Damn, what woke me? Still dark, my eyes attempt to focus on something, anything. I roll over and go to reach across for my husband’s warm skin but immediately remember he is away for two more days. I hear it again, a definite snapping sound reaches me through the open sash window. I sit up and hold my breath. Looking back, I wish I’d simply stayed under the duvet but a concerned fascination had crept through my limbs and they took me to the edge of the bed, then padding across the carpet to peer out through the glass panes.
Is that something by the patio, or is my vision playing tricks? Trying not to get too close to the glass, as I’m aware my presence will be more obvious if I do, I still my focus and stare at the edge of the grass so that gradually I see the box hedging and the conical yew tree in a tub at the corner. All is in order and I huff out a relieved sigh. Sleep is not calling so I choose instead to go downstairs. A herbal tea will calm my racing pulse, and I conclude the sounds which woke me must be that of a stalking fox or a badger snuffling its way under the hedge after beetles. The surrounding fields are the secret home of many animals who like to venture close under the cover of darkness.
The teabag floats and a teaspoon squeezes the life from the dried herbs, colours merge and swirl in the hot water. I raise my tired eyes to my reflection in the kitchen window in time to find a different set watching me. I scream and the spoon clatters to the floor. The eyes are gone but my heart is racing and my breath catches. In the hallway I feel more protected and the juxtoposition is sharp as I pull my T-shirt further down my thighs as if it is some coat of armour and will protect me where it covers my goose bumped skin. What to do? Behind me is the horrid umbrella stand mother insisted I house but in it and within easy reach, are potential weapons and I am grateful now to be able to choose the walking stick with its ivory hound head for a handle. It feels cold on my palm and as my shallow gasping leaves me lightheaded, my fingertips touch the sharp teeth so intricately carved.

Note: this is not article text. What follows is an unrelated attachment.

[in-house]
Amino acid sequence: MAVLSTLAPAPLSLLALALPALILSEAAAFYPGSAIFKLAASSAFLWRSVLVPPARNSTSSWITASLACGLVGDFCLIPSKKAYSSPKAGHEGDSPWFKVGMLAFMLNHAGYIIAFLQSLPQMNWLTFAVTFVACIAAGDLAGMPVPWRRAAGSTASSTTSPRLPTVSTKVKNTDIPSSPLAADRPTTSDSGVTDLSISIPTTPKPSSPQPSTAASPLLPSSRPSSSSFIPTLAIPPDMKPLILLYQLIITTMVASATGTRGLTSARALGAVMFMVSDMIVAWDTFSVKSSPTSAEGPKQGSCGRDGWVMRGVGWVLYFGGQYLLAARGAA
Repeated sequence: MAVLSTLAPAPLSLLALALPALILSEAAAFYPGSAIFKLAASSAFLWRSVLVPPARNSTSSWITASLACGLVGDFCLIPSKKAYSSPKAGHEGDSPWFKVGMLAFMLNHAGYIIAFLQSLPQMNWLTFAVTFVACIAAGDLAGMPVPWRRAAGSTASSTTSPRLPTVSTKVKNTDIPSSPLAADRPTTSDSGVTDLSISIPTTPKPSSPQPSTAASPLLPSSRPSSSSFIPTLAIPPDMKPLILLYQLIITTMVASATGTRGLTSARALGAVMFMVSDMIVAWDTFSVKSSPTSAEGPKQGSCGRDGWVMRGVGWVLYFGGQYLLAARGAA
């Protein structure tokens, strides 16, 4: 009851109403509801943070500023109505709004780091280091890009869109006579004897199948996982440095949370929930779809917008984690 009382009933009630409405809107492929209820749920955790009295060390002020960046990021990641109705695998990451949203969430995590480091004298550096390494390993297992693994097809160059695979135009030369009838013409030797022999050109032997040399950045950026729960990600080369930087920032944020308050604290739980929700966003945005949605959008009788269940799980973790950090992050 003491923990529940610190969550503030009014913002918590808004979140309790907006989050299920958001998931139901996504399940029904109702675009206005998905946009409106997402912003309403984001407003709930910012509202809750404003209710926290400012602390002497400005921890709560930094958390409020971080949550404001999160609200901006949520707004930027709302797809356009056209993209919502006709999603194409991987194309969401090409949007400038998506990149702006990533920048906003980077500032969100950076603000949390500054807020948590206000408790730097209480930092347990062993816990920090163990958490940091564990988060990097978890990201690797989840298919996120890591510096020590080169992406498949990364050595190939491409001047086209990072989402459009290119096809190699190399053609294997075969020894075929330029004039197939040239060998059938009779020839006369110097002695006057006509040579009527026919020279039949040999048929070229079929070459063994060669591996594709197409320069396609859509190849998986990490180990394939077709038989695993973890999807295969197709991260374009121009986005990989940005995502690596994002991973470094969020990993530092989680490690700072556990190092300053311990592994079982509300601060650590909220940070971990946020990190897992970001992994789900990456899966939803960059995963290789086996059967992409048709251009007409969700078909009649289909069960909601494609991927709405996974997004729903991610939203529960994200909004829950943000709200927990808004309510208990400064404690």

Why is this happening when Joe is away. Fuck…. what would he do? I get down on all fours and know that the kitchen lights will not infiltrate the next room. Dragging my hound with me, I crawl towards the french doors of the living room, avoiding the furniture I know so well. I crouch in the corner, my back to the cold radiator which had earlier provided the room with warmth and atmosphere. In front of me are the two huge curtains, closed against the outside world. Tentatively I pull the edge of one a few centimetres away from the glass, but see only the legs of the chairs on the patio, and that book I was enjoying yesterday on the table top, its cover curling in the dew. All I can think of is the pages must be getting damp and the poor child on the front will hate not being next to my bed. Why did I leave it outside?
I don’t know how long I sit there, pulling gently at a thread at the base of the curtain. I feel safe in this corner, so will stay put until it is light or the milkman swings into the drive and I can catch his attention. My phone is out in the car, in the glove box I think, such an idiot, so I cannot call Joe and there’s nothing he can do from Ireland anyway. I am stuck, so close my eyes against the problem and take in a deep breath. I am drifting in my cosy corner. I do not see the torch beam on the hall carpet, I do not hear another’s heavy breathing, I do not smell the burning of my car and its contents outside the house. But I do feel my hair being ripped from my scalp as I am dragged from my corner, and my arms grapple to hold onto the rose-patterned curtains and for a second or two they keep me close to my corner before their rings snap and break, revealing the patio outside. I yell for help but my mouth is covered by smoky fingers and I notice, just before I’m taken from the room, the book is gone.
(Photo credit to – Between Birds of Prey)